Senator Holt gestured to the empty bathtub. The tub itself was porcelain and looked like it might fit three people at a time—not that I had tried.
“I’m sorry to trouble you so late in the evening. It was either this or drown myself in drink.” His words startled Lianne into action. She loped past a curtain leading to a backroom that held the items needed to prepare a bath.
Sluggishly, the senator’s gaze moved to me and Callie, huddled in the doorway. “Miss Avi, and Callie, was it? Thank you for attending to me.” We both bowed our heads reflexively while he huddled there like a wounded beggar. One leg of his trousers had been slashed open and stained dark—with blood, most likely.
Callie pushed me towards him and then scurried off to join Lianne in the backroom. I would have approached him anyway, but the nudge from a friend made my steps steadier. “What happened?”
“A flare-up of my leg.” He shrugged. “I’d like to bathe quickly, go to sleep and forget about this.” His face, haggard as it always was, hadn’t improved in pallor or in the level of strain. If he kept this up, his dark hair would go white in a matter of a decade.
“Is there anything I can do?” Anything to help him.
“Fetch me the hottest water you can,” Holt said, “so I can boil the feeling out of my skin.”
“Why are you so intent on hurting yourself?” Despite my hopes of being supportive, I was just pissed off.
Holt reflected my anger back with a smoldering glower. “When everything is already in chaos, Aliasse is forced into that man’s bed…and my leg swelled up as if to punish me! I tried to protect her—”
“Maybe she doesn’t need your protection if you think she can fend off assassins but not deal with Cal,” I interrupted. “I’m sensing a double standard here.” An assassin or Cal? Which was the most dangerous really?
Holt tried to stand. He trembled so violently I thought he would fall but instead, he plopped back onto the bench with an expletive I had never heard from him. After a moment, Gale said, “I sent her into a double danger. If my father knew how badly I’ve been taking care of Aliasse—”
“I think you’ve done a fine job.”
He grabbed my wrist. “Don’t you lie to me, Avi! Thanks to me, Aliasse is considered a criminal. Now, because I couldn’t think of a better way, she caters to the demands of a promiscuous prince instead of being married to a good man.”
“Do you think she would be happy that way?”
“Not at all. She still wants to avenge her father,” he said, subsiding into a sullen silence.
“It was her choice to come here,” I reminded him, and his expression softened from a glare to simple exhaustion. “You shouldn’t blame yourself.”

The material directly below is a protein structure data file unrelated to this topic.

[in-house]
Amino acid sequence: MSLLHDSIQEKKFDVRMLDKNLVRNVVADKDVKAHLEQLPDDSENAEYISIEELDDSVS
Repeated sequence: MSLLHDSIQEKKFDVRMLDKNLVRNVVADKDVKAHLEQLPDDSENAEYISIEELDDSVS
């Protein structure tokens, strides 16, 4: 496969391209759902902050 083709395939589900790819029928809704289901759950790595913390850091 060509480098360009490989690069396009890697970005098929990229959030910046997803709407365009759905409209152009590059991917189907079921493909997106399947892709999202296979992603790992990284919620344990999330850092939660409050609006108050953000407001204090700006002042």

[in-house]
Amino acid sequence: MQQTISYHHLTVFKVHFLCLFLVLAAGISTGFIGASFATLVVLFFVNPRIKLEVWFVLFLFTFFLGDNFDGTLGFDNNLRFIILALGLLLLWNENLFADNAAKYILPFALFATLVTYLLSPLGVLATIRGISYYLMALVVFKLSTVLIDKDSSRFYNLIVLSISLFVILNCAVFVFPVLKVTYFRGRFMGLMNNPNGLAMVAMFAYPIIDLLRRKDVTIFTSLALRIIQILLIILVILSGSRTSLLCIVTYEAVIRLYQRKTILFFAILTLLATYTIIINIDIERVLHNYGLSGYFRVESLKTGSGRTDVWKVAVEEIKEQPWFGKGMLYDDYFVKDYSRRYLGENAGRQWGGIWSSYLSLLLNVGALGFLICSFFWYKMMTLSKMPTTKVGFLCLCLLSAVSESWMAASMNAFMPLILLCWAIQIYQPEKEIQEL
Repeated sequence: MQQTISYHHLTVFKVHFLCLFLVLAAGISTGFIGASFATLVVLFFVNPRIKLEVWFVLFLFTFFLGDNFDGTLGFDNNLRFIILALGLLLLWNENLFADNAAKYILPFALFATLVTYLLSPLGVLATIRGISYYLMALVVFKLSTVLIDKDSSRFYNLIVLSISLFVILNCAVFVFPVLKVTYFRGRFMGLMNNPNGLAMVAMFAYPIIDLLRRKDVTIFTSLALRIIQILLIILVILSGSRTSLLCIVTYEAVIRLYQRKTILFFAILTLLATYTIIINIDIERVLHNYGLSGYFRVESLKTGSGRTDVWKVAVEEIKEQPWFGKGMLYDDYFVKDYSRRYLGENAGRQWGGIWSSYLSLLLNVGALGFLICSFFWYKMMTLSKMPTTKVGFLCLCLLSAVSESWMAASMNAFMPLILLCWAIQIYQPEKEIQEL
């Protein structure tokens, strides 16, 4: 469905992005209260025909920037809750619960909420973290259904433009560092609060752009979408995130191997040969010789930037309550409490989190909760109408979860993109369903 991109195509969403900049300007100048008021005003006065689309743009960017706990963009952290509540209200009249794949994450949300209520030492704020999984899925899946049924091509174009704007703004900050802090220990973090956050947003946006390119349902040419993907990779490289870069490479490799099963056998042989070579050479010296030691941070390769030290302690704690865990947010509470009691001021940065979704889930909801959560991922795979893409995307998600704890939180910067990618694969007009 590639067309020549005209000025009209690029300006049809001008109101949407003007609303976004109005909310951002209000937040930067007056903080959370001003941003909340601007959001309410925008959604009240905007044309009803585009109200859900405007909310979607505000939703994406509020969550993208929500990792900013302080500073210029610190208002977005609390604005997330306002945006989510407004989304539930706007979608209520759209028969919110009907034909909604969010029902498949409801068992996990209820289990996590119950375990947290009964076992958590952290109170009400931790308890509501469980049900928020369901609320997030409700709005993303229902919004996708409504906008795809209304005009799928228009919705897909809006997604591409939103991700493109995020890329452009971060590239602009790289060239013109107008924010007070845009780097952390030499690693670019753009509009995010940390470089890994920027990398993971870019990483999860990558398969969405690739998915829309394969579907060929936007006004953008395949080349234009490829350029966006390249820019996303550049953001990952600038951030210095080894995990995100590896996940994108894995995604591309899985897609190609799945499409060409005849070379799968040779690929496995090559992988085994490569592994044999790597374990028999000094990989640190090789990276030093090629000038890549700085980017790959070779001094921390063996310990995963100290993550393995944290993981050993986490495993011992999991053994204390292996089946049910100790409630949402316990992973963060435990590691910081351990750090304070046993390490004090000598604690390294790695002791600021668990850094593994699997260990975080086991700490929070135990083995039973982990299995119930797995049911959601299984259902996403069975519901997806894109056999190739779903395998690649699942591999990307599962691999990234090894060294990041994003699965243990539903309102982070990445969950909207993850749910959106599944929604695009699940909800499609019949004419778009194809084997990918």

“But I helped her come here,” he whispered. “And now I’ve suggested that she should be present in the prince’s bedroom to protect him!”
So… he really had sent his own foster sister? I leaned over to kiss his forehead. “Thank you.” Then, I stepped back by instinct before any reckless grabbing could be accomplished. However, the senator sat motionless, his hands folded together. Had I offended him?
No, he was radiating serenity like a Buddha statue, his gaze for me stupidly soft. I missed the return of Lianne and Callie with buckets of steaming water until the senator gave an exaggerated cough. “So…how is your leg now?” I inquired, trying to do my best Jim impersonation.
Callie tapped me on the back of the head. “Easing the senator’s discomfort, are we?” She brandished her lobster-red hands at me. “I don’t envy the maids of the bath.”
“They usually wrap a thick cloth around the bucket handles,” Holt offered, and Callie heaved a sigh. With a smile, he added for me, “My boisterous limb hurts very much, but if you would hurry with the bath, I am sure I’ll be feeling better soon.”
That smile pierced me, mocking. While I stood there, befuddled by the sudden tone change, Gale bestowed upon me the gift of more dry words. “Miss Avi, perhaps you could assist them? Do fetch me soap, one with the soothing aroma. Don’t forget the towel!”
I scurried into the backroom, which contained the water pump, a stove to heat the water, stacks of buckets, and shelves of enough soap, perfume and towels to bathe a good hundred people. I picked out the correct items and returned to find the senator half-naked. His discarded tunic lay crumpled on the bench.
In front of him, the tub steamed, half-filled but already burbling with bubbles. Lianne and Callie, empty buckets in tow, rushed past me, heads down. Approaching the angular, pale creature before me, I plunked the soap into his hand and draped the towel on the edge of the tub.
“I’ll go get more water now,” I said with a sniff. “You know, this is such a shabby way to treat the woman you love…Treating her like a common servant.” Before he finished reaching out with that elongated arm of his, I strolled into the backroom, where Lianne and Callie were giggling.
Lianne handed me a bucket, which I nearly dropped—the cumbersome thing being forty pounds and sloshing wildly enough to throw off my balance. “Have you seen him naked before, Avi?” she asked. I let a glare be my answer to that remark.